And on Saturday morning, we set off on the adventure to get home. (We had learned the route and the stops on the way over so we felt OK about taking the collectivos.) Giovanni showed up to drive us to the bus station, we got seats on the 9 o’clock (very nice) bus and headed for the frontier. Once again, we got off, checked out, got on a mini bus (in seats) and drove to the Guatemala office where we checked in (no money needed). Back on the same bus, we drove to the intersection of the Puerto Barrios road, got off and found seats on a school bus type vehicle. Next stop, La Ruidosa where we climbed off and waited for a mini bus. This was the interesting part. There were no seats left and precious little room of any kind, but we tossed our packs to the guy on top and shoved most of ourselves inside. I managed to snag a corner of the ridge over the fuel tank and perched there – every part of my body jammed against someone else. Jim had his head and shoulders, legs and feet in but the rest of him hanging outside for about 15 minutes. Then some folks got off - I got a seat and he got my perch and 2 men were totally hanging out the door. The young conductor must be an expert at this. He braced his feet on the floor, his head and neck just inside the top of the open door and used both hands to make change for fare payers – all while we are rollicking down the road. People got on and off every couple of miles and we averaged about 28 in a 16 seat van. By the time we reached Rio Dulce, 30 – yes three zero – of us – men women and children - unfolded ourselves and piled out. So we have done it! We’ve ridden the mini buses and survived to tell the tale! And we did it for $10 less and 2 hours faster.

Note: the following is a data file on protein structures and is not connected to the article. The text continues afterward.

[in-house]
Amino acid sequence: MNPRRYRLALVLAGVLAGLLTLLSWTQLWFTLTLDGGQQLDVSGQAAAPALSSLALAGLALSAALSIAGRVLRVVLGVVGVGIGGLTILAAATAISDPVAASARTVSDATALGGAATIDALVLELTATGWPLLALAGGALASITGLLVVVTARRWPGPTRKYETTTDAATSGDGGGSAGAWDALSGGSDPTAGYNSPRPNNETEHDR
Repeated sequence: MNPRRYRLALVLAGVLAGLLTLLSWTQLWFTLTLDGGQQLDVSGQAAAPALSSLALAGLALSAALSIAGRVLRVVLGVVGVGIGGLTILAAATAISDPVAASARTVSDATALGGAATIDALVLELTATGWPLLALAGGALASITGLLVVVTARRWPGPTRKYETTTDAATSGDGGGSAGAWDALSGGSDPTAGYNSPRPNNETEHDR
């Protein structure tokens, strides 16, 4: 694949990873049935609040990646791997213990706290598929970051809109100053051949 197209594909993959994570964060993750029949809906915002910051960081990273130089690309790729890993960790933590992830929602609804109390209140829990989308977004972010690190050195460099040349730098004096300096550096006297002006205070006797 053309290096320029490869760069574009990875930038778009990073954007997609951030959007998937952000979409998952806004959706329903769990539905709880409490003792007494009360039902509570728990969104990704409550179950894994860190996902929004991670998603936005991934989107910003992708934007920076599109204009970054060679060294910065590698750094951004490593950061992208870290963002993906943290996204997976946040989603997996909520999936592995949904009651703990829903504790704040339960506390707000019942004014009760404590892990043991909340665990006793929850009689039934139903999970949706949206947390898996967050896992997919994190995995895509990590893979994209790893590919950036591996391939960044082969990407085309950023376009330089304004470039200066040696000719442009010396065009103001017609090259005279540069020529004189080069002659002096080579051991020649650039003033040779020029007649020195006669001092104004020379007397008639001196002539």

It was a crazy few days, but thank goodness Mona and Nancy are great sports, we had an adventure, and we are all safely back on our respective boats again.